Supreme Court Summaries
Opinions filed November 29, 2012
People v. Hughes, 2012 IL 112817
Appellate citation: 2011 IL App (2d) 090992.
JUSTICE THEIS delivered the judgment of the court, with opinion.
Chief Justice Kilbride and Justices Thomas, Garman, and Karmeier concurred in the judgment and opinion.
Justice Freeman dissented, with opinion, joined by Justice Burke.
This Lake County defendant pled guilty in 2006 to one count of aggravated criminal sexual abuse of a minor and received a 14-year term. He had originally been indicted for offenses involving several minor victims arising at various times between 1995 and 1998. Some of the charged were nol-prossed in 1999, but there was then a break in the criminal proceedings while the State attempted to have defendant involuntarily committed as sexually dangerous under the Sexually Dangerous Persons Act (725 ILCS 205/0.01 et seq.). In 2000, a jury so found, but, after the appellate court reversed for evidentiary error and remanded in 2004, the State did not seek civil commitment as sexually dangerous a second time, but proceeded with the criminal prosecution. Plea negotiations began, and the State agreed to dismiss all of the remaining counts except the one at issue here, to which the defendant pled guilty. Considering the amount of time he had already spent in custody, it was anticipated that the defendant would be sent to the penitentiary as a mere formality, and, after calculation of his good-time credit, would soon be sent home, disposing of the entire matter.
However, two weeks after the plea, the Attorney General (not the State’s Attorney) filed a petition under a different statute to have the defendant civilly committed as sexually violent under the Sexually Violent Persons Commitment Act (725 ILCS 207/1 et seq.). Hughes then made a motion to withdraw his guilty plea, which was denied, and the appellate court affirmed. Hughes argued that he had not been advised that, because of the offense to which he had pled guilty, he could be subject to a petition for his civil commitment as sexually violent upon completion of his prison term. Such a commitment is not automatic, and before it can occur, an evaluation of the individual must take place pursuant to criteria provided by the statute. There is then a separate civil proceeding, which the individual in question has an opportunity to contest.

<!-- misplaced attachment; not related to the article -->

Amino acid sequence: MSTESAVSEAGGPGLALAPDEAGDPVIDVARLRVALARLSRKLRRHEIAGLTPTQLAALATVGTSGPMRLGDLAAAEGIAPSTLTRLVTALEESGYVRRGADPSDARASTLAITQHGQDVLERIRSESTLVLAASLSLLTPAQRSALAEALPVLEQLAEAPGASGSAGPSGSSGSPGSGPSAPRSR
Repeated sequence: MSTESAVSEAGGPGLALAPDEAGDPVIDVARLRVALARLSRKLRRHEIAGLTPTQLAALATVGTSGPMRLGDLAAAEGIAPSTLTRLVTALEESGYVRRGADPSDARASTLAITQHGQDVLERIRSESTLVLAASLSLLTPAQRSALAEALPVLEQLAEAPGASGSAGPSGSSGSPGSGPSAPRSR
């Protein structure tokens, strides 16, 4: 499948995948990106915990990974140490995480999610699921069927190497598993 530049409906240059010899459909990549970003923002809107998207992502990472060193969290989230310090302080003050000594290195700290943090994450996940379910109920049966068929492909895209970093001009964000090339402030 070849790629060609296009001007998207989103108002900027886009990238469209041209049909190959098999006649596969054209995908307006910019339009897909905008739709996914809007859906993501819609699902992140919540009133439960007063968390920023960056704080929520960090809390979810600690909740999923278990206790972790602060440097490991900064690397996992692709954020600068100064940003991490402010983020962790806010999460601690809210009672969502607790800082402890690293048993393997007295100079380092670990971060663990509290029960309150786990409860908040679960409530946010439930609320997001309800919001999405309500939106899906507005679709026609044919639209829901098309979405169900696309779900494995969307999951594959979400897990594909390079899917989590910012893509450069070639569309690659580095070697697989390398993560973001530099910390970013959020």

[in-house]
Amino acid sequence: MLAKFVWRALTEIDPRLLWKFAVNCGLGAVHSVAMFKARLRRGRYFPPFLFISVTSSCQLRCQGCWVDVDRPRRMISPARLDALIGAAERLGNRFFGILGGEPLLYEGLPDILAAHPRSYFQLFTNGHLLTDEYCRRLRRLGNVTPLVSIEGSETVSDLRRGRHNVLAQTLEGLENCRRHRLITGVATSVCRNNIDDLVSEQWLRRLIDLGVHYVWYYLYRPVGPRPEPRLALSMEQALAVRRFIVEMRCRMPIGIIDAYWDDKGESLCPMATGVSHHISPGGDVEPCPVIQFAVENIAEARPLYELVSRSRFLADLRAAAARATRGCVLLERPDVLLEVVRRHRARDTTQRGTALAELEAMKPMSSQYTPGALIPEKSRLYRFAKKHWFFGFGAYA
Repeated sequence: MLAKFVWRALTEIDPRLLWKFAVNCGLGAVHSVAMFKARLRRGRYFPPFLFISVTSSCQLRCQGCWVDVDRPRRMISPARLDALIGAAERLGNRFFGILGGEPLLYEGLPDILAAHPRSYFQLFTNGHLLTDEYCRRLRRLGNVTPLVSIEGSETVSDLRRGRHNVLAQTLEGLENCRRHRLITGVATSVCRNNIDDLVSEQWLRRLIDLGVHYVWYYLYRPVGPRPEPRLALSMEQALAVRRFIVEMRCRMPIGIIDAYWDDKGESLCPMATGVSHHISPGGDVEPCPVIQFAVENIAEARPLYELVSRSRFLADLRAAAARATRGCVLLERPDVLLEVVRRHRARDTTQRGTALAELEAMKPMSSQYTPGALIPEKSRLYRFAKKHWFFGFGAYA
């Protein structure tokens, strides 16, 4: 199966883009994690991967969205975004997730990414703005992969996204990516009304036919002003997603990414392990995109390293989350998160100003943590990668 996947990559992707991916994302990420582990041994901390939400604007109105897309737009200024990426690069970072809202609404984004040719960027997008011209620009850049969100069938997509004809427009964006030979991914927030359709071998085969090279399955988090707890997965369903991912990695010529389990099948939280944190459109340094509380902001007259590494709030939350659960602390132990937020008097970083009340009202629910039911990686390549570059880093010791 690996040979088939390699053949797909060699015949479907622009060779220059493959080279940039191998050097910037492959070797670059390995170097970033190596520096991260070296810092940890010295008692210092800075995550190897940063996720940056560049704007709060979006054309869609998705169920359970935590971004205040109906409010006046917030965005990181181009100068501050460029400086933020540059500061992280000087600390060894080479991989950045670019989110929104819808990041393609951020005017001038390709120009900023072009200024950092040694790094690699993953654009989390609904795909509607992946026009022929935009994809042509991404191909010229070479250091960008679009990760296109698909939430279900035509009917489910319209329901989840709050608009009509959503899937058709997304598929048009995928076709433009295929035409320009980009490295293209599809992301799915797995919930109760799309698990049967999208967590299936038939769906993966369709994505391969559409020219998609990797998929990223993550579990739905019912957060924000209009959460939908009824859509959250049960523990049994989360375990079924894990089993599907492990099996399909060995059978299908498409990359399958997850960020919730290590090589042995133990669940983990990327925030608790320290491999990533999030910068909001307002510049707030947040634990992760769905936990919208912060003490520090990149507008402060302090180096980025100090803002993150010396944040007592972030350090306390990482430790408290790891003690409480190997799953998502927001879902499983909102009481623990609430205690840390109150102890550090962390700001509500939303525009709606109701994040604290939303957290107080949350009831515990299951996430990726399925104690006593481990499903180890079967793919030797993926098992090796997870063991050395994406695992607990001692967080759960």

In this decision, the supreme court held that, where an accused pleads guilty, as the defendant did here, to an offense which could trigger application of the Sexually Violent Persons Commitment Act, defense counsel has a minimal duty to advise him that, after completing his prison term, he will be evaluated and may risk eventual involuntary commitment as sexually violent.
However, the supreme court held here that Hughes had failed to meet his burden of showing that he was denied effective assistance of counsel under the facts of this case. He had been less than clear as to any discussions with counsel concerning a sexually-violent-person petition, thereby failing to establish that counsel was deficient. In addition, he could not meet his burden of proof by simply alleging that he would not have pled guilty but for counsel’s alleged deficiency. He must also establish prejudice by asserting actual innocence or a plausible defense, which would be indicative of likely success at trial. This Hughes did not do. He failed to establish the showing necessary to merit plea withdrawal.
The supreme court also rejected the defendant’s challenge to the subject matter jurisdiction of the circuit court to accept the plea.
The appellate court, which had found no abuse of discretion in the circuit court’s denial of the motion to withdraw the plea, was affirmed.